A quick intro to sash windows
Sash windows or ‘box sash windows’ as they’re most commonly known, are boxy in name and in nature. The frame is essentially a box that houses the sashes.
These sashes freely slide up and down and are counterbalanced using a pulley system. Meanwhile, the weights that enable this to happen are hidden within the frame.
How sash windows work
Generally speaking, sash windows work in 1 of 2 ways:
- The tops sash hangs on the outer side of the window and the bottom sash hangs on the inner side of the window. An equal weight balances the weight of the sash, and when done right, you can lift the sash effortlessly or;
- The sash window slides up and down, which is the key differentiator. This type of window isn’t common in the rest of the world and is typically only found in British colonial countries.
The history of sash windows
This is a sketch of a sash window from an old joinery and carpentry book that was published in 1902.
Joiners who built all the period properties around London back then learned from books like these.
But a lot has changed since 1902!
Many joineries and larger window companies have compromised along the way, and now make timber sash windows that are completely different to traditional sash windows. But they’re still calling them sash windows!
There are 3 key features we’ve kept that other window joinery companies haven’t (more on what they are below).
Timber sash windows now
Feature #1: Back in the day, original sash windows were made with a 140mm thick frame. We still work to this thickness.
But many other joineries make their frames much bigger. And this means the frame actually juts out into rooms. What’s more, thicker frames don’t sit flush with the wall and therefore don’t look as nice as thinner frames.
Feature #2: Traditional sashes were also thick. So we make sure our sashes are the same thickness!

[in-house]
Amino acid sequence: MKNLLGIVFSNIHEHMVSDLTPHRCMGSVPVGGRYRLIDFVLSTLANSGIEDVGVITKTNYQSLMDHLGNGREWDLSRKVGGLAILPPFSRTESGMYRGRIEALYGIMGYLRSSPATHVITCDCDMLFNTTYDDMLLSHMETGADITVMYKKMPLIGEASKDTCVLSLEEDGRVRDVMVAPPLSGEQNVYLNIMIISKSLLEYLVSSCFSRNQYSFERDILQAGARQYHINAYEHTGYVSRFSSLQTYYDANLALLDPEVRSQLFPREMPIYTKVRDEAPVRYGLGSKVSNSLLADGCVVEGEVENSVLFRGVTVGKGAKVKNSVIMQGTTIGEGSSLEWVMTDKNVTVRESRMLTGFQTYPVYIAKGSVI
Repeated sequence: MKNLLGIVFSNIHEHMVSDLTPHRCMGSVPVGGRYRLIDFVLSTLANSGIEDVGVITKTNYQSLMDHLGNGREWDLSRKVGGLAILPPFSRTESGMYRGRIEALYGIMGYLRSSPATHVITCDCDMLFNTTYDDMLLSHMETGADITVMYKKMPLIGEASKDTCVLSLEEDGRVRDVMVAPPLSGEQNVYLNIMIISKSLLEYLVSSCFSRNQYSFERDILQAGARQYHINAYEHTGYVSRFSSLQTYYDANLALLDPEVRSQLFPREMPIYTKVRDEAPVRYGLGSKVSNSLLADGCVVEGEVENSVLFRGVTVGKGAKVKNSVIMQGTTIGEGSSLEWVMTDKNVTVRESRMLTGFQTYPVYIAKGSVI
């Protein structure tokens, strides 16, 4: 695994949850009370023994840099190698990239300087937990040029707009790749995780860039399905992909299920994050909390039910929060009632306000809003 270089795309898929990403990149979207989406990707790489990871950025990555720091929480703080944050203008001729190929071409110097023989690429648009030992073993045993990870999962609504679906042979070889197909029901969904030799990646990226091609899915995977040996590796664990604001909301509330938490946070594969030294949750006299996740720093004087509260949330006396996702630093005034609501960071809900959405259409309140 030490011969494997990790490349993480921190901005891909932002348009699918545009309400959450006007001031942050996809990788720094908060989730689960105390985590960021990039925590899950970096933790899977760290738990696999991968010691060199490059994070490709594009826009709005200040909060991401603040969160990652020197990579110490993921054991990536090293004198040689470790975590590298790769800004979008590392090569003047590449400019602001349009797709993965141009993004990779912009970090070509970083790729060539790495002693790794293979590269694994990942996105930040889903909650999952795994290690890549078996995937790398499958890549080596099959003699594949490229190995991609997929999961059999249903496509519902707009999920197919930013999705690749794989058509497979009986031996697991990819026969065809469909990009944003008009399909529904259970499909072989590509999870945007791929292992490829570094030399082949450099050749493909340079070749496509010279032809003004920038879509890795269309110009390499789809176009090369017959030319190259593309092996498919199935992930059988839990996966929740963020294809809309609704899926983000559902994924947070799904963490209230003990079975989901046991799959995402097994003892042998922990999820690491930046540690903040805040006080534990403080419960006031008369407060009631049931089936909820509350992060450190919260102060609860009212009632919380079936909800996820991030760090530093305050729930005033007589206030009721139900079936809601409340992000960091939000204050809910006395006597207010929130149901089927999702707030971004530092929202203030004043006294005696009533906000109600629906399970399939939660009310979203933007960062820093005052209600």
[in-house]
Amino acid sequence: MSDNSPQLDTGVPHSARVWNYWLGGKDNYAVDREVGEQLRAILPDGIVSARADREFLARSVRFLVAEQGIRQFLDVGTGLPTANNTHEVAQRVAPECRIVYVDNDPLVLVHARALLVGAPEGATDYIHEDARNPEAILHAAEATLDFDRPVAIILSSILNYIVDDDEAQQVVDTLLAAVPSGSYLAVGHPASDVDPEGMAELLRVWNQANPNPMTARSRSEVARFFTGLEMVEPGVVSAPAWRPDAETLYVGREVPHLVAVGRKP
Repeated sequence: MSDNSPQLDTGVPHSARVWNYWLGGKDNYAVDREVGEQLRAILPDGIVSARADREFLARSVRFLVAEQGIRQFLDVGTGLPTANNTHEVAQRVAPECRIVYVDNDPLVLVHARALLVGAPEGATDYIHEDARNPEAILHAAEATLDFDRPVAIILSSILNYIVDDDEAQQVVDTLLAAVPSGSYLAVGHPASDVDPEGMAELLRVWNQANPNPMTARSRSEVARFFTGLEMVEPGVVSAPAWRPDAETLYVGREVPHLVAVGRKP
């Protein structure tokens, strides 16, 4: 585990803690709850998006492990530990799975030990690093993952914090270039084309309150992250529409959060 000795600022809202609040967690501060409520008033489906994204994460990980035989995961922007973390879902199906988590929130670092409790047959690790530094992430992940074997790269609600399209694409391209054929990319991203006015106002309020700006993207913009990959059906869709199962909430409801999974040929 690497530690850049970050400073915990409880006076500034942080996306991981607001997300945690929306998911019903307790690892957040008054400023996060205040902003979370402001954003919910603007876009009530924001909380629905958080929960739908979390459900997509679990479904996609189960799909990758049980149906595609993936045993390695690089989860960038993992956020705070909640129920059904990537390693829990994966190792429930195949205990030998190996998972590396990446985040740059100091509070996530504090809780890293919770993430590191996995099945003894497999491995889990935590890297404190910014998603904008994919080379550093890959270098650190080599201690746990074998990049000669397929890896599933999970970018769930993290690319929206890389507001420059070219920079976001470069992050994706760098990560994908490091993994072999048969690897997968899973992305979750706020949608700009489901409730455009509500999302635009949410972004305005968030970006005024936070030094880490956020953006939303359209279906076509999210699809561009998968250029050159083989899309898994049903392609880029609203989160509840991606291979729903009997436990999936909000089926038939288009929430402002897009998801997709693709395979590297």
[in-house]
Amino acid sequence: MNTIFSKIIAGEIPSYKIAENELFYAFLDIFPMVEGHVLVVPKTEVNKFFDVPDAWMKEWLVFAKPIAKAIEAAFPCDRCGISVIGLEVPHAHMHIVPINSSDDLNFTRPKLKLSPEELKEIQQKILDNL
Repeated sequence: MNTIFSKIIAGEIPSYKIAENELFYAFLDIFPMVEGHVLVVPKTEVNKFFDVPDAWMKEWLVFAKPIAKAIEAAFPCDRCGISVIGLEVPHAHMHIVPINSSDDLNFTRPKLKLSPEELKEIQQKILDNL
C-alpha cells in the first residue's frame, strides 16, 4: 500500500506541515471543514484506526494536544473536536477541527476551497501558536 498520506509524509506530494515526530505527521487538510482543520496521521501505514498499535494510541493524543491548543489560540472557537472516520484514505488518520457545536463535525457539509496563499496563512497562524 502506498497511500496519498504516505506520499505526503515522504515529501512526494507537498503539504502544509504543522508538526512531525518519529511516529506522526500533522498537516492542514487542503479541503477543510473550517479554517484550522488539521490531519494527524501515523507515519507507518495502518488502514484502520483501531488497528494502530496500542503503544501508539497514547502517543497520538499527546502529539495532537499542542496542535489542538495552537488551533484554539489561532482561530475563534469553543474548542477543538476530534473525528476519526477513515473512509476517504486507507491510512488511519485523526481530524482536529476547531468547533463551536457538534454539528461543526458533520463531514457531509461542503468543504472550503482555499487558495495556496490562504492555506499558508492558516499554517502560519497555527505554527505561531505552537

Thicker sashes look much nicer and are far more elegant. It’s a feature that forms part of our standard window work in most conservation areas. Meanwhile, other sash window companies charge a premium for conservation windows because it’s not classed as standard work.
Feature #3: Traditional frames incorporate the sash weights. We build our frames in exactly the same way.
The pulley system is mechanical and doesn’t break. This means sash window owners should have no problem with opening and closing their windows, even after decades of use. Other companies now use spring balance systems, which don’t work as well and stop working after 5 or 6 years.
6 more facts about our sash windows
As well as staying true to the original design and manufacture of timber sash windows, we:
1. Use a double draught seal in our sashes
Why? Other companies use just 1 seal, but we use 2 because it doesn’t just help keep draughts out, but sound too!
2. Use sash cords with a nylon centre that have been wrapped in woven cotton and waxed
Why? The wax helps the sashes operate seamlessly. They feel nicer and smoother to use, and the nylon makes sure the sashes don’t end up snapping.
3. Use double glazed windows
Why? To keep the heat in your home, save money on heating bills whilst also reducing outside noise and increasing security.
4. Use new and improved timber
Why? Using new and improved timber makes the windows last longer because you don’t want to constantly spend your valuable time and money maintaining windows.
5. Use new ironmongery and locks
Why? Not only does ironmongery look beautiful and help achieve the perfect finish, it can be customised to match our customers’ other hardware. We use high security locks that are made to the highest standard to help prevent break-ins.
6. Fully spray finish our windows
Why? From a practical perspective, windows need to be spray painted in a factory or workshop because the conditions need to be controlled, plus it’s an incredibly dirty and dusty job! But the end result is stunning – a wonderful satin finish that looks beautiful and really makes the windows stand out.